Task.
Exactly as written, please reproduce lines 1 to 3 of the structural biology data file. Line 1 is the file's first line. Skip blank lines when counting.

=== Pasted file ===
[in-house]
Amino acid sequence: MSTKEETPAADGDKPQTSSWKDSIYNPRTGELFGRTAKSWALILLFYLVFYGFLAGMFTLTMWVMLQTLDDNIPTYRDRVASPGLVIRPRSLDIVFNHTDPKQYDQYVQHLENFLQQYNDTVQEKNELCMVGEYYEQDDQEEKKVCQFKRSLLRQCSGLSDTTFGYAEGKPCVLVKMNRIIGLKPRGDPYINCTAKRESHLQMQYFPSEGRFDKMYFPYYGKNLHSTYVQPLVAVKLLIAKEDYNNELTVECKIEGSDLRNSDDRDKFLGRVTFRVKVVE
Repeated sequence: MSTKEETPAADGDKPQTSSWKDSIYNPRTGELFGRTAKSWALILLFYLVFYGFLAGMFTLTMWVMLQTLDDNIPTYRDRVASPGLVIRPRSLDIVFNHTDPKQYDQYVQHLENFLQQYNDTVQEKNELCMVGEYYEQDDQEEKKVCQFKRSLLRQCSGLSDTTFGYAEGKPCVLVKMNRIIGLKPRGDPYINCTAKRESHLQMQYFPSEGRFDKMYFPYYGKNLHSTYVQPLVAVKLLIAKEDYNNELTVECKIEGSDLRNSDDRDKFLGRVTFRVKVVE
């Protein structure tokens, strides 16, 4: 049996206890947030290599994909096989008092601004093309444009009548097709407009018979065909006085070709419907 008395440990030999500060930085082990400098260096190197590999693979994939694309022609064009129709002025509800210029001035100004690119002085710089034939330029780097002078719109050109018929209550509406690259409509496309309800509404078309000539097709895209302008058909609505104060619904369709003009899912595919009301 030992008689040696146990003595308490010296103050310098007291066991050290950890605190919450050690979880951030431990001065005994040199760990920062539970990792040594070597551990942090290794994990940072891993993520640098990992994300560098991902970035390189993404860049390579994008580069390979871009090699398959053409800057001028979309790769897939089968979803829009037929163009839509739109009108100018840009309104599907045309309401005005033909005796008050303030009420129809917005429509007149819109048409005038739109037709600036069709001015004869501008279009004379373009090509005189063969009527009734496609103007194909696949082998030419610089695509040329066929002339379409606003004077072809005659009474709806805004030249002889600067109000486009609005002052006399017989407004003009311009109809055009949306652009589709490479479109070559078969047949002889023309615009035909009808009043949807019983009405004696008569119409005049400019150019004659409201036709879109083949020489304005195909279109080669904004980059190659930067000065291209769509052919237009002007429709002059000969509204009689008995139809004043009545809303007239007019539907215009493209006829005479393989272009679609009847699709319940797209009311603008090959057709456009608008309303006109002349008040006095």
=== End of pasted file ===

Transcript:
[in-house]
Amino acid sequence: MSTKEETPAADGDKPQTSSWKDSIYNPRTGELFGRTAKSWALILLFYLVFYGFLAGMFTLTMWVMLQTLDDNIPTYRDRVASPGLVIRPRSLDIVFNHTDPKQYDQYVQHLENFLQQYNDTVQEKNELCMVGEYYEQDDQEEKKVCQFKRSLLRQCSGLSDTTFGYAEGKPCVLVKMNRIIGLKPRGDPYINCTAKRESHLQMQYFPSEGRFDKMYFPYYGKNLHSTYVQPLVAVKLLIAKEDYNNELTVECKIEGSDLRNSDDRDKFLGRVTFRVKVVE
Repeated sequence: MSTKEETPAADGDKPQTSSWKDSIYNPRTGELFGRTAKSWALILLFYLVFYGFLAGMFTLTMWVMLQTLDDNIPTYRDRVASPGLVIRPRSLDIVFNHTDPKQYDQYVQHLENFLQQYNDTVQEKNELCMVGEYYEQDDQEEKKVCQFKRSLLRQCSGLSDTTFGYAEGKPCVLVKMNRIIGLKPRGDPYINCTAKRESHLQMQYFPSEGRFDKMYFPYYGKNLHSTYVQPLVAVKLLIAKEDYNNELTVECKIEGSDLRNSDDRDKFLGRVTFRVKVVE